Freelancer costs. This is really important, as we don’t always plan for freelancers. While you might be bringing in freelancers to keep your revenue high, your profits will go down because it’s an additional cost. By keeping track of freelance costs and numbers each month, you can quickly spot if you need to make changes because of IR35 or need to recruit permanent employees to improve profits.
3 – EBITDA (Earnings Before Interest, Taxes, Depreciation, and Amortisation)
Another one with many names, this is also referred to as ‘operating income’ or ‘operating profit’, because it’s found by deducting all operating expenses from sales revenue (income-costs). It’s an indication of how much profit you’ll be able to retain in that period, before corporate tax deductions and removes the factors that business owners have discretion over, such as debt financing, capital structure, methods of depreciation, and taxes (to some extent). You can use this to showcase your agency’s financial performance without accounting for capital structure.
If directors are taking monthly dividends, it’s equivalent to monthly salary, so I’d include this as an operating cost to give you a clear picture of retained profit.
EBIT (Earnings Before Interest and Taxes) is a variation of EBITDA. The key difference between EBIT and EBITDA is that EBIT deducts the cost of depreciation and amortization from net profit, whereas EBITDA doesn’t – making it simpler to calculate.
4 – EBIT percentage
Dividing EBITDA by sales revenue gives you your operating margin/profit, expressed as a percentage. You can then use this to evaluate your agency’s operating performance. If you want to benchmark performance, you can compare this margin to past operating margins or to those of other agencies. I recommend that agencies should be ambitious and aim for 20% EBIT or operating margin.
5 – Revenue (gross profit) per head aka profit per head, or revenue per employee (rev/FTE)
Don’t you love all these names? It’s a great metric to track your teams’ overall productivity and you can use it to measure the performance impact of improvements over time. It’s calculated by dividing revenue by your full-time equivalent (FTE) number. If someone works full-time, they count as 1.0 FTE. If someone works half-time (eg 20 hours in a 40-hour workweek), they’re 0.5. Be sure to include any contractors who do work on a regular basis (eg someone who works 10 hours every week would be 0.25 FTE, but you wouldn’t count a contractor who’s paid for a single-brief project). For most agencies, you should be aiming for £100,000 gross profit per head. If it’s lower, you should try to increase revenue without increasing your team, increase staff utilisation and/or decrease your team size.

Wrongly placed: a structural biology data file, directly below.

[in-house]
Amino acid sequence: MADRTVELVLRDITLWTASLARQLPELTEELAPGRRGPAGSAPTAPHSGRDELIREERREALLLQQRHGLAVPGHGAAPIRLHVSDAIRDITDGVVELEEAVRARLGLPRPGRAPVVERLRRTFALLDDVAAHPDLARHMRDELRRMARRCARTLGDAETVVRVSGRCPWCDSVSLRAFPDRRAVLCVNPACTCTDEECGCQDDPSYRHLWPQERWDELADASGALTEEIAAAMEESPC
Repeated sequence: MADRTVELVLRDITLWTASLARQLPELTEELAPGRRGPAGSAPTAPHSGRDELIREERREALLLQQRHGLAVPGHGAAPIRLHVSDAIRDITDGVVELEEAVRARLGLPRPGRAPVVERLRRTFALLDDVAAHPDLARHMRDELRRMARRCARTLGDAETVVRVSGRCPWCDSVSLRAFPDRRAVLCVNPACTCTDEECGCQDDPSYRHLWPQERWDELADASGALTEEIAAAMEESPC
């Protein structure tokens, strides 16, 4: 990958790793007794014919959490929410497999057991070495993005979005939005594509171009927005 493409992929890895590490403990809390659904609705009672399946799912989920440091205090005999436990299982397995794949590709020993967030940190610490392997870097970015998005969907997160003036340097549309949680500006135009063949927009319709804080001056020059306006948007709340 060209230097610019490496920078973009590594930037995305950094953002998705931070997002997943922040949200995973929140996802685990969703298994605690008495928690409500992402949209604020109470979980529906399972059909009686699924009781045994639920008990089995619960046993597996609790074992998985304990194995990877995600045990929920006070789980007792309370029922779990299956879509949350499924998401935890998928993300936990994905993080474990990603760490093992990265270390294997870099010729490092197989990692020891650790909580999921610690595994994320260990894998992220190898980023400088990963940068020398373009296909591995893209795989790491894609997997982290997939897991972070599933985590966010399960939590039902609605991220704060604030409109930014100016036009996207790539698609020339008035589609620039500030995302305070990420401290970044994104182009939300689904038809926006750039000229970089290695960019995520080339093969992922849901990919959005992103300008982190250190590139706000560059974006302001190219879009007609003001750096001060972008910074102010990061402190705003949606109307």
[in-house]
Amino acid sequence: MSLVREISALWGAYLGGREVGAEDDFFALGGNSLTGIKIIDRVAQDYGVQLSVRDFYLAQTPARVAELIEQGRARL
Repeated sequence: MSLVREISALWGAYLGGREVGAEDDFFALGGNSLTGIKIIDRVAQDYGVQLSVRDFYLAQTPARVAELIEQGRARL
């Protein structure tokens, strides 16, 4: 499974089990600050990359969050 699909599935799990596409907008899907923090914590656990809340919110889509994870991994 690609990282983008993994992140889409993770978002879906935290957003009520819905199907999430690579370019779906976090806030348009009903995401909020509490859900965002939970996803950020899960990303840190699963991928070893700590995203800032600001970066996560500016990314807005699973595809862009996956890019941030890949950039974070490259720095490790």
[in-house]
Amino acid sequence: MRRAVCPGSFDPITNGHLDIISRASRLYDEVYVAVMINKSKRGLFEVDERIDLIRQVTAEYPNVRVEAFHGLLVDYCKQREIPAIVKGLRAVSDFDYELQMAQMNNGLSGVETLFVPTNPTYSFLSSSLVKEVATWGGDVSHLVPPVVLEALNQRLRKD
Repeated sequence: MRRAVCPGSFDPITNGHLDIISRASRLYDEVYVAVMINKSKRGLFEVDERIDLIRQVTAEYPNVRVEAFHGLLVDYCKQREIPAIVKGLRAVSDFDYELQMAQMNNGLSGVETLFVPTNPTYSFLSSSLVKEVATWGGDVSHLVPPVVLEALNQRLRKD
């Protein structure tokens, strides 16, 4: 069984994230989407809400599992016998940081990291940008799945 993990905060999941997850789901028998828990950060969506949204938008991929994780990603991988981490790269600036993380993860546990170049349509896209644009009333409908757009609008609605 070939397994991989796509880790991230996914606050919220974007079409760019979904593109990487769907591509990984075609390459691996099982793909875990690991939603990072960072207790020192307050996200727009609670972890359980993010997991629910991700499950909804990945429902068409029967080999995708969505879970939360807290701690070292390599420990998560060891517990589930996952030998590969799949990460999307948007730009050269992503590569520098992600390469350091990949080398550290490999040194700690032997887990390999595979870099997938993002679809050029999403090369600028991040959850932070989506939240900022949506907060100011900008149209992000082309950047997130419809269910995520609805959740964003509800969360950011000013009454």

6 – Recoverability
This tells you how much you’ve billed against how much you could have billed each month. First you need to calculate your total number of chargeable hours each month, keeping it realistic. Multiply that by your average hourly rate to give you a revenue value. Next, compare this to your actual income to give you a percentage recoverability figure. Ultimately, the higher the rate, the more profitable your business will be. So if you’ve targeted £80k gross profit with 90% recovery, have you achieved this? If recovery was below 90%, you’re not going to hit your target for the year. You can then look to pinpoint why recoverability isn’t on track, such as underutilisation, overservicing or underquoting.
These six core practices give you the ultimate finger on the pulse of your business. You can see what profit you’re forecast to make, where you’re heading and what you can do to improve things. It’s about making the right decisions right now to transform your agency’s future fortunes.